On December 6, Microsoft offered a press preview of the app store it is building for Windows 8 -- and which will launch in late February 2012, concurrent with the release of the one and only Windows 8 beta.
(The Next Web reported recently that the Windows 8 beta would hit in late February, according to their unnamed sources.)
As Microsoft indicated at Build, its Store will allow licensing, purchase and download of Metro-style apps from directly within the Store. Desktop (non-Metro-style) apps cannot be downloaded from inside the store, but developers can promote those apps there and offer links to them, officials said back in September.
At today's Store preview, Microsoft officials shared updated stats on Windows. They claimed that there are now 1.25 billion Windows PCs in existence (1 billion was the last Microsoft-provided figure I recall). They said that 3 million copies of Windows 8 developer preview have been downloaded since September, when Microsoft made that version available to interested testers. And they said there have been 500 million copies of Windows 7 sold to date. (That figure was 400 million, as of July 2011.)
According to AllThingsD, which liveblogged the store preview, Microsoft is allowing developers to price apps from between $1.49 to $999.99 (as well as offer them for free, one would assume). There will be gradations in the percentage Microsoft gets as its cut, blogged Ina Fried, the AllThingsD reporter covering the event. Microsoft will start with a 30 percent cut, which will drop to 20 percent as soon as an app makes $25,000 from sales and in-app purchases.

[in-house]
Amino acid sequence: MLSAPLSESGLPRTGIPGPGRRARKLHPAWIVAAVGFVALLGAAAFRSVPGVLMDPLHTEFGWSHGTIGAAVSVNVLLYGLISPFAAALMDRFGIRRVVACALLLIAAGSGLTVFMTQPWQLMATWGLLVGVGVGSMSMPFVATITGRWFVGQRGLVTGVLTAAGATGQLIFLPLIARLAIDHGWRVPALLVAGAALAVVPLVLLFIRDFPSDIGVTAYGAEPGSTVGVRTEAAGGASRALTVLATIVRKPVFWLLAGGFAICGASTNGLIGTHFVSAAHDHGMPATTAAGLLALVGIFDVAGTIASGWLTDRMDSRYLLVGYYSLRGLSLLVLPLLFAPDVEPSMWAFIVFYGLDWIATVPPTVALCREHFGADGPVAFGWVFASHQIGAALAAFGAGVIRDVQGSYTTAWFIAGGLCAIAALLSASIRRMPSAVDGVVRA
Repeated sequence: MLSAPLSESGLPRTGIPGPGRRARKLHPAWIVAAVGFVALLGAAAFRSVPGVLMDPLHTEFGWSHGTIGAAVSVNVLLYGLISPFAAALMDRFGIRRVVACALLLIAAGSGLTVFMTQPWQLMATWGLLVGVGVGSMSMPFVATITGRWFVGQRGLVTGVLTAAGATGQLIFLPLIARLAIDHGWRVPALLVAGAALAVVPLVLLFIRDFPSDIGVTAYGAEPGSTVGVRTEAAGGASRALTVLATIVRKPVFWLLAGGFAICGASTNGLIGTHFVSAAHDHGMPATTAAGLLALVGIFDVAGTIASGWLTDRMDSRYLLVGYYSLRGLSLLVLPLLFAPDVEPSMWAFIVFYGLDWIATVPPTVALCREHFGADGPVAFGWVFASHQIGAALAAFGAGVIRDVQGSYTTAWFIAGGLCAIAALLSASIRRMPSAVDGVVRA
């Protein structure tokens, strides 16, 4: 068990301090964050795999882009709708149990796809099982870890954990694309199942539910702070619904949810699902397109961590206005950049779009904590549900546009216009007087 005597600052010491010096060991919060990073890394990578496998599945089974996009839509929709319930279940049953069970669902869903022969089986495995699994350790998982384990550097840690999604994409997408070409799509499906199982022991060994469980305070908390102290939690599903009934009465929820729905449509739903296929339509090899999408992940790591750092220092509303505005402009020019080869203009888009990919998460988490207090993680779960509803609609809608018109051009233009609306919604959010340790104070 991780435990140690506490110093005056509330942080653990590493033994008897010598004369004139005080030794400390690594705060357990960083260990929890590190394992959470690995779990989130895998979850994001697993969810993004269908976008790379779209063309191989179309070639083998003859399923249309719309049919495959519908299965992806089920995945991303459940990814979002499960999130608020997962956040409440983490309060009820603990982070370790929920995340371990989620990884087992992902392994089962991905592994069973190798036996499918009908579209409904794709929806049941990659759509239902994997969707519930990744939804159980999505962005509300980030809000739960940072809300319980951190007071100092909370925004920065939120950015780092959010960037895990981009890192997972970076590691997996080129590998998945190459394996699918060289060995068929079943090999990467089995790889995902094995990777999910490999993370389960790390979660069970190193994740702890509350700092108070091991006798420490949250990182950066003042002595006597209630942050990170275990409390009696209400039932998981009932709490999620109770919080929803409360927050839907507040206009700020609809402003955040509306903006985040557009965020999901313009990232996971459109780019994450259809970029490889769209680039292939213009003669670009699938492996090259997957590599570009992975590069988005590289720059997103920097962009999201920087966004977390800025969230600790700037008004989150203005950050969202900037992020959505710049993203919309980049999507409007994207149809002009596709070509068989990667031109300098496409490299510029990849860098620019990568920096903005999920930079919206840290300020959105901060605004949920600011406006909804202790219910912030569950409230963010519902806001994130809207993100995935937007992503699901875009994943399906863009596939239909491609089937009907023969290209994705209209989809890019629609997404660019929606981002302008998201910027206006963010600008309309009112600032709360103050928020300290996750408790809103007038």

Fried noted that Google takes a five percent cut on apps sold through the Chrome Web Store, while Apple gets 30 percent for its Mac and iOS app stores.
When Microsoft launches the app store in late February, it will include free apps only, and included apps will only include those from developers that received invitations from Microsoft, Fried blogged.
Update: A few more tidbits:
* Microsoft is launching a "First Apps Contest" for developers who'd like their apps to be considered for the Store’s opening. More details on the contest can be found at buildwindowscontest.com.
* The Windows 8 App Certification Kit, Windows Developer Dashboard and the Windows Store App Certification requirements, are all going to be available via this MSDN page.
*A new Windows Store blog launched today, as well.
Now that Microsoft has (surprisingly) shared its beta date target, I already am seeing tweets from folks wondering whether February means Windows 8 can still hit the rumored release-to-manufacturing (RTM) target of Q2/Q3 2012. I, for one, believe it still can, given Microsoft's increasingly condensed beta cycle and corporate decisions to release code only when it's pretty much complete.